In my second and recently released book, The Hasidic Rebbe’s Son, I’ve gone with the third person point of view – the he/she /we said this or did that. Writer friends tell me that I’m less likely to face the crazy questions I answered with book one in the series. In The Hasidic Rebbe’s Son, Becks enters the secretive world of Hasidic Jews and the glitzy South Beach nightclub scene to find out who killed an ultra-Orthodox young man. The good news is though I’ve visited Hasidic communities and South Beach nightclubs and learned a great deal about the two universes, no one who knows me will ask if I ordered bottle service at a sleazy nightclub or was driven off the road by an enraged ultra-Orthodox killer. And anyone who’s met my irreverent children is unlikely to question me about their joining a Hasidic sect.
And, as long as we’re discussing point of view, here’s a little test that every creative writing instructor likes to give. Who was the first person POV character and narrator in Great Gatsby? Most people will respond Jay Gatsby. But if you think a moment, you’ll realize his neighbor and friend Nick Carraway is telling the story. Gatsby’s the protagonist but Nick (via F. Scott Fitzgerald) was the person narrating the events of the story.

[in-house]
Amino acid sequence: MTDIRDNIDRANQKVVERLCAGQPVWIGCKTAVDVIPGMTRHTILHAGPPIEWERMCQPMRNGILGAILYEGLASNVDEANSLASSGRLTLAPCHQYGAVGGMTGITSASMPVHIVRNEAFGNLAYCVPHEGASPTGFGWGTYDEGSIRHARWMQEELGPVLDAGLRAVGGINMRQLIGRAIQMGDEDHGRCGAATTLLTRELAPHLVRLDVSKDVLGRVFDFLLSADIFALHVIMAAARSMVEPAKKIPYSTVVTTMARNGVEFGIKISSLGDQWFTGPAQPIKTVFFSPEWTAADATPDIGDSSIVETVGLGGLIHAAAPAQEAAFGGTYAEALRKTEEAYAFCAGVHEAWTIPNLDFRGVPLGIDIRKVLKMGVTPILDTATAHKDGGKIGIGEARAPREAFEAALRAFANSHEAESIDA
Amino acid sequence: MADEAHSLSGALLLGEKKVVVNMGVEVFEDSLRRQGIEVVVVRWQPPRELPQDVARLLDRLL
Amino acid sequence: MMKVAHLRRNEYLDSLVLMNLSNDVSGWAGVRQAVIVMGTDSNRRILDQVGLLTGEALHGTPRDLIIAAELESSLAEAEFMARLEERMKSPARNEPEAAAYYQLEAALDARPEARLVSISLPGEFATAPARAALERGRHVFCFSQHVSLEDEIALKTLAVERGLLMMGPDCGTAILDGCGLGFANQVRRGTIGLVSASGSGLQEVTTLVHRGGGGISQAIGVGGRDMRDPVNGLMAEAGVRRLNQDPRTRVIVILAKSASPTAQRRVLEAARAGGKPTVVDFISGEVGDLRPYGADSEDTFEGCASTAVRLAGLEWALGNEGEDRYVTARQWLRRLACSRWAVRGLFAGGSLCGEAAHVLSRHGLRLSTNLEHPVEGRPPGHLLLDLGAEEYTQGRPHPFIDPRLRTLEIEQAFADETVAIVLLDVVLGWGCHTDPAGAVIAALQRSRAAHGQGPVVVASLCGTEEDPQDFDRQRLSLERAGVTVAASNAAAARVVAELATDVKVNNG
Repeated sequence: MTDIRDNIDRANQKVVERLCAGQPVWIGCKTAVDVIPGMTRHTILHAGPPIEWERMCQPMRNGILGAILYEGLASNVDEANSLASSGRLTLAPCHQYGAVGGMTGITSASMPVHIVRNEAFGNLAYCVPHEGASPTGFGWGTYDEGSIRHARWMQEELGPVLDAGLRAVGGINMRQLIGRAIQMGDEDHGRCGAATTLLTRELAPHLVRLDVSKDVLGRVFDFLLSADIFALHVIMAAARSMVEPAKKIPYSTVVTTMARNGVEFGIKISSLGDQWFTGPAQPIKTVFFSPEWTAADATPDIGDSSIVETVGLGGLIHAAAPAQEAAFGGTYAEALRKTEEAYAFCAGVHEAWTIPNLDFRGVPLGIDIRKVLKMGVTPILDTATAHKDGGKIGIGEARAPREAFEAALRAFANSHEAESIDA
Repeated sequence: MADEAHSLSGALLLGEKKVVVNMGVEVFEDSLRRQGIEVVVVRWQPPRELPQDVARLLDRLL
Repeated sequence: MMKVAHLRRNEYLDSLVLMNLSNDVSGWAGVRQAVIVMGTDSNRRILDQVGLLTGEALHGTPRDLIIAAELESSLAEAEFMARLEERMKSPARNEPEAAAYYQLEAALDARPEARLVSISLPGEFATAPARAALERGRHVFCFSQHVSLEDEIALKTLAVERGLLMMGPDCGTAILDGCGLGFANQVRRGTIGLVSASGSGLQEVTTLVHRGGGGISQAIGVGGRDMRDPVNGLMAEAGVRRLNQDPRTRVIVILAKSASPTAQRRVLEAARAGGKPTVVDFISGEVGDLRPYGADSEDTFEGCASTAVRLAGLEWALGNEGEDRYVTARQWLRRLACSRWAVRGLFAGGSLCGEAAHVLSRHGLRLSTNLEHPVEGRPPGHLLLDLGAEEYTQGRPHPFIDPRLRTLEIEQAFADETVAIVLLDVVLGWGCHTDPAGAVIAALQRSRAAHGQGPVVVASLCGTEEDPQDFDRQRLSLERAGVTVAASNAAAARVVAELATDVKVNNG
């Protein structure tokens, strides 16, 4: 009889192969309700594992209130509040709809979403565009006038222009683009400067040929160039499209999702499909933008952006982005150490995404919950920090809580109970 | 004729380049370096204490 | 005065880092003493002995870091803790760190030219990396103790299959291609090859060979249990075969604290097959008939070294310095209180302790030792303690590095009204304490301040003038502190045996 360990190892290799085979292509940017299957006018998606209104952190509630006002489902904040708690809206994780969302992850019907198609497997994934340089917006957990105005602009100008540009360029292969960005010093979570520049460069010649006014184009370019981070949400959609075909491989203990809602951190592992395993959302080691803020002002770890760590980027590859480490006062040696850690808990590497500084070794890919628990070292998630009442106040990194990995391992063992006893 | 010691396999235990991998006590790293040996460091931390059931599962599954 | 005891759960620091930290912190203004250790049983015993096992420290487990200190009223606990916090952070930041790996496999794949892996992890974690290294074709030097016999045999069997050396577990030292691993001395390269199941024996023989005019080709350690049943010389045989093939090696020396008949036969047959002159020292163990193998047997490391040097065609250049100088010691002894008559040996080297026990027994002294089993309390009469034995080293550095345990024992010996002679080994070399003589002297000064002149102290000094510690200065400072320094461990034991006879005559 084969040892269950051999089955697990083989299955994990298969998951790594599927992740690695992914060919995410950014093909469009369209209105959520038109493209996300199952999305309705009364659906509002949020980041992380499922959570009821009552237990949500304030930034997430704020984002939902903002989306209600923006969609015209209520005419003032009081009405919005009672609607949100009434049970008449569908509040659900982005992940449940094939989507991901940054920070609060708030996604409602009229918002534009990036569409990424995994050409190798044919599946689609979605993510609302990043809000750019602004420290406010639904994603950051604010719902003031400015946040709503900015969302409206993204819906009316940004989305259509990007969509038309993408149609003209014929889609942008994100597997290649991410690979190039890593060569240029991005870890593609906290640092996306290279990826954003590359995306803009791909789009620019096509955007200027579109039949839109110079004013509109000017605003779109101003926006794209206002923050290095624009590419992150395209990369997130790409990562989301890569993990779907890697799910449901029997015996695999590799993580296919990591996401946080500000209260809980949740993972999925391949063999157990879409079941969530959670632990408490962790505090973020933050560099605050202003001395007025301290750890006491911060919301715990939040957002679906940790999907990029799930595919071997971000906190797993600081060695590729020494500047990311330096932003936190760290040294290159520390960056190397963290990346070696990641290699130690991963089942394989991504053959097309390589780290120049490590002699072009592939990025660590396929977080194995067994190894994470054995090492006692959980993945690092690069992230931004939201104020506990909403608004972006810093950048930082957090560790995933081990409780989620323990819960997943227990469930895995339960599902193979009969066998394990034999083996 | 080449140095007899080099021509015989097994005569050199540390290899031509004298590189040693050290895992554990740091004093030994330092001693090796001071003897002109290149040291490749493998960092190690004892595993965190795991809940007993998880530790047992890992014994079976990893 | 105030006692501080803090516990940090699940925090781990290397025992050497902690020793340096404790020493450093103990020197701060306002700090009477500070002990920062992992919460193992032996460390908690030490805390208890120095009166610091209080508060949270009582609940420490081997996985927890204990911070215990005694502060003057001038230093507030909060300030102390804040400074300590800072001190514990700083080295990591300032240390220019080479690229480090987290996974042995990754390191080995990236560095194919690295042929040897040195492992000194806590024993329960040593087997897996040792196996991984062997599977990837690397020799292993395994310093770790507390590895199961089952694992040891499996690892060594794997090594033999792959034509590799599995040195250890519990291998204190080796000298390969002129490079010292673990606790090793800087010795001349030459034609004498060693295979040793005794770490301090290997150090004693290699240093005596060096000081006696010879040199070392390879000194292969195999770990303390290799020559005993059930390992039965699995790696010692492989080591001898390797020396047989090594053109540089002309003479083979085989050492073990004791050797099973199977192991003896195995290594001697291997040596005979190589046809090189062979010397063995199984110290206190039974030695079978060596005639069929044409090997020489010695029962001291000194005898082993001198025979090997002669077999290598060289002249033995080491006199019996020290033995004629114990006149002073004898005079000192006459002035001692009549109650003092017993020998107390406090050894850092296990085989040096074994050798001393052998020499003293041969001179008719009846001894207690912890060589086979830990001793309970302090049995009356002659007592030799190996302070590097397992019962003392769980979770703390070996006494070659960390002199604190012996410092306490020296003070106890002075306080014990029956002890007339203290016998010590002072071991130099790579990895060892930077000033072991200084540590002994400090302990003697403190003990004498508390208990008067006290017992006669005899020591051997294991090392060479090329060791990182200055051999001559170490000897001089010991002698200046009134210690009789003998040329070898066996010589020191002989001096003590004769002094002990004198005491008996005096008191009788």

Excerpt The Hasidic Rebbe’s Son By Joan Lipinsky Cochran
Menachem Tannenbaum slung his backpack over his shoulder and elbowed the bearded men in black hats out of his way as he raced down the stairs of Brooklyn’s Kingston Avenue station. The high-pitched screech of steel on steel and the stench of urine hit him like a slap in the face as he sprinted through the turnstile toward the tracks. Chest burning, he leaped between the subway’s closing doors. The car shuddered and jerked forward.